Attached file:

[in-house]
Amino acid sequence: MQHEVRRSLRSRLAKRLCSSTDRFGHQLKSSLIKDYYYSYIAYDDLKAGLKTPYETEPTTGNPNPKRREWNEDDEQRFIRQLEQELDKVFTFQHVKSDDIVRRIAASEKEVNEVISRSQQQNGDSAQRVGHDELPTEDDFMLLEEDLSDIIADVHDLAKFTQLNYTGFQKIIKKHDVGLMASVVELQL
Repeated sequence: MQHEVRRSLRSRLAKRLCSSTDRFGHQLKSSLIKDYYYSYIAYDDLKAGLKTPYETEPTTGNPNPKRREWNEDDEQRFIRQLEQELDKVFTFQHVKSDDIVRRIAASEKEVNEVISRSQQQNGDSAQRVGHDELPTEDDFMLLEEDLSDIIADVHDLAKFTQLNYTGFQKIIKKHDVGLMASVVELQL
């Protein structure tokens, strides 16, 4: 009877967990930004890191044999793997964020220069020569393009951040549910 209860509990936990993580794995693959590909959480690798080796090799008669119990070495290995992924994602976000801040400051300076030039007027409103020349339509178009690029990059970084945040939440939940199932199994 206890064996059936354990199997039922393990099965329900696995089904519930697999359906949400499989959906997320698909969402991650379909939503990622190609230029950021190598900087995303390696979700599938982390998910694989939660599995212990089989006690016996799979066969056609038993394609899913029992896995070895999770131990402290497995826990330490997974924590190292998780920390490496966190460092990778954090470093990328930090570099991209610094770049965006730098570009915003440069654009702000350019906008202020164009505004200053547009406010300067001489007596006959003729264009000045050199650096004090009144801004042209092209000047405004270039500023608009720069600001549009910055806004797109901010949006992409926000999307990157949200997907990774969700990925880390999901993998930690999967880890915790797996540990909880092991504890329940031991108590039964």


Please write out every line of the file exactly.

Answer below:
[in-house]
Amino acid sequence: MQHEVRRSLRSRLAKRLCSSTDRFGHQLKSSLIKDYYYSYIAYDDLKAGLKTPYETEPTTGNPNPKRREWNEDDEQRFIRQLEQELDKVFTFQHVKSDDIVRRIAASEKEVNEVISRSQQQNGDSAQRVGHDELPTEDDFMLLEEDLSDIIADVHDLAKFTQLNYTGFQKIIKKHDVGLMASVVELQL
Repeated sequence: MQHEVRRSLRSRLAKRLCSSTDRFGHQLKSSLIKDYYYSYIAYDDLKAGLKTPYETEPTTGNPNPKRREWNEDDEQRFIRQLEQELDKVFTFQHVKSDDIVRRIAASEKEVNEVISRSQQQNGDSAQRVGHDELPTEDDFMLLEEDLSDIIADVHDLAKFTQLNYTGFQKIIKKHDVGLMASVVELQL
């Protein structure tokens, strides 16, 4: 009877967990930004890191044999793997964020220069020569393009951040549910 209860509990936990993580794995693959590909959480690798080796090799008669119990070495290995992924994602976000801040400051300076030039007027409103020349339509178009690029990059970084945040939440939940199932199994 206890064996059936354990199997039922393990099965329900696995089904519930697999359906949400499989959906997320698909969402991650379909939503990622190609230029950021190598900087995303390696979700599938982390998910694989939660599995212990089989006690016996799979066969056609038993394609899913029992896995070895999770131990402290497995826990330490997974924590190292998780920390490496966190460092990778954090470093990328930090570099991209610094770049965006730098570009915003440069654009702000350019906008202020164009505004200053547009406010300067001489007596006959003729264009000045050199650096004090009144801004042209092209000047405004270039500023608009720069600001549009910055806004797109901010949006992409926000999307990157949200997907990774969700990925880390999901993998930690999967880890915790797996540990909880092991504890329940031991108590039964």